The invention includes the provision of a special bridge construction for stringed instruments differing materially in construction and the manner and method of mounting on the instrument from the ordinary type of bridge now in general use.

More specifically, the various objects of the invention are attained by resiliently mountinga string bridge and transforming device on the instrument and positioning a armature between the bridge and transforming device in such manner that the vibration of the strings of the instrument creates a direct and proportionate vibration in the armature, which, in turn, develops a pulsating electric current in the transforming device whose wave form is analogous to that of the note produced. The pulsating current is amplified' to any desired volume, and again transformed into audible sound waves similar in pitch and produced by the strings.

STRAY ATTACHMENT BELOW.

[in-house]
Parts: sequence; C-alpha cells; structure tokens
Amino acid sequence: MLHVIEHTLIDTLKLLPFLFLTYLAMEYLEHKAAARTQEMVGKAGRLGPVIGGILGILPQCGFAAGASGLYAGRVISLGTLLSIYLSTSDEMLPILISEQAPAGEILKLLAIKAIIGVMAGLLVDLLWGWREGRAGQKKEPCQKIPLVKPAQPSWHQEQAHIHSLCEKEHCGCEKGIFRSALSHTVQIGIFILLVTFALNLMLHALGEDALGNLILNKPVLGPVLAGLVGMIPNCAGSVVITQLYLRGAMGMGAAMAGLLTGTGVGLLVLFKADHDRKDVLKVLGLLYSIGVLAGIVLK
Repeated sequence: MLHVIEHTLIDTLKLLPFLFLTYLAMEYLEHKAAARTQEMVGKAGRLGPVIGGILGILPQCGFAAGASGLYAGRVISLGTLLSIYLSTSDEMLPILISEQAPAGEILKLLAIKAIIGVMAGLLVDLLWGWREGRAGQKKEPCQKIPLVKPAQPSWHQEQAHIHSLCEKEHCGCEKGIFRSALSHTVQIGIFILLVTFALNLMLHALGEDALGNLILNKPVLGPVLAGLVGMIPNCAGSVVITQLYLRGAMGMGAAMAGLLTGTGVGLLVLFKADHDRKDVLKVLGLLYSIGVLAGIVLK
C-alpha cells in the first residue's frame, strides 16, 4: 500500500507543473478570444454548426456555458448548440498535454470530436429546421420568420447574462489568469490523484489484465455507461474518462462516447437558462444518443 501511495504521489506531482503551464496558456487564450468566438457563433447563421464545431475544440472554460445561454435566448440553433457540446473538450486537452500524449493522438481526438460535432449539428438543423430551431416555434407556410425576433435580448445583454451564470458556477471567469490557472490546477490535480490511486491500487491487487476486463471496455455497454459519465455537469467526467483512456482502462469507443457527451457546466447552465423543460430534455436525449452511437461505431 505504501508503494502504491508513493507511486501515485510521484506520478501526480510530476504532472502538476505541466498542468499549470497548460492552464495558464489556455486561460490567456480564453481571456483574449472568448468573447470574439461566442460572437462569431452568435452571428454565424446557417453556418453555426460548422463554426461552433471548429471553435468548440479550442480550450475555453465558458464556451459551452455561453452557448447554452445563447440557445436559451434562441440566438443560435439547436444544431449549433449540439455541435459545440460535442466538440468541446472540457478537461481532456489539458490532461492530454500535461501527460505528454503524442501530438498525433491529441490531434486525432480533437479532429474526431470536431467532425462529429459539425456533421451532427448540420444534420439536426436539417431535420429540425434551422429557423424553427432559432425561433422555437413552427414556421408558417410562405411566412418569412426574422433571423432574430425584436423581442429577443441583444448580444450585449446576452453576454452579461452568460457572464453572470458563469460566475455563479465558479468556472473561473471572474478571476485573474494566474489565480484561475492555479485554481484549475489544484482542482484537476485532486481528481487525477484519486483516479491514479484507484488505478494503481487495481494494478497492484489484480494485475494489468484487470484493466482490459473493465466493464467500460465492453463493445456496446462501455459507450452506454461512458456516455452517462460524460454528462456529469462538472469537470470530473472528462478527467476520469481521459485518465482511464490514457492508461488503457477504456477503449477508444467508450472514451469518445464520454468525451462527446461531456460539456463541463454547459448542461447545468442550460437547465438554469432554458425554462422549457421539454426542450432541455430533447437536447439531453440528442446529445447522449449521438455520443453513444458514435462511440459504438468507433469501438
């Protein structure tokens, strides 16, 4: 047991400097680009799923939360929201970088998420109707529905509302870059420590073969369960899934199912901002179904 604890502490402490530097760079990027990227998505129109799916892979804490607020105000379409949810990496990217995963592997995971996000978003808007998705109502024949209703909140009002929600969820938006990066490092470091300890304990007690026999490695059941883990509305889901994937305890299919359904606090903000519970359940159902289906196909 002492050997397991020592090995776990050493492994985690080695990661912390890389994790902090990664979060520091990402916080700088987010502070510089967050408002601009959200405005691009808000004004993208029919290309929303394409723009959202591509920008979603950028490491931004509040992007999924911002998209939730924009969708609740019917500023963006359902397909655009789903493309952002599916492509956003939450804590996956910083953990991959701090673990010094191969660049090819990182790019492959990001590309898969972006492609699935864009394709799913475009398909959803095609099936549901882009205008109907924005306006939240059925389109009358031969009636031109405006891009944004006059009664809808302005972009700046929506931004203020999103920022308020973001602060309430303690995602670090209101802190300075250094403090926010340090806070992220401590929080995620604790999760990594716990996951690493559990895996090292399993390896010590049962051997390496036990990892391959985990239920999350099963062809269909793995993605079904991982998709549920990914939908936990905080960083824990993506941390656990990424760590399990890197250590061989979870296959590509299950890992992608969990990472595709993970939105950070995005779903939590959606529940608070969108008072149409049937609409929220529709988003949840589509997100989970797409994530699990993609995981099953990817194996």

A typical embodiment of the invention is illustrated in the accompanying drawings, wherein;-- l

ber and character of which quality to the original sounds.

' Fig. 1 is a side elevational view of the in-. strument together with a diagram of an associated electric circuit.

Fig. 2 is a planview of the instrument.

Fig. 3 is a transverse cross sectional view taken on the line 33 of Fig. 1. Fig. 4 is an enlarged fragmentary plan view of the transforming device with the cover removed.

Fig. 5. is a longitudinal cross sectional view 1 taken along the. line 55 of Fig. 4.

Fig. 6 is a plan view of a string bridge. Fig. 7 is an elevation of a different type of string bridge. i

Fig. 8 is a sectional view taken on line 8-8 of Fig. 7.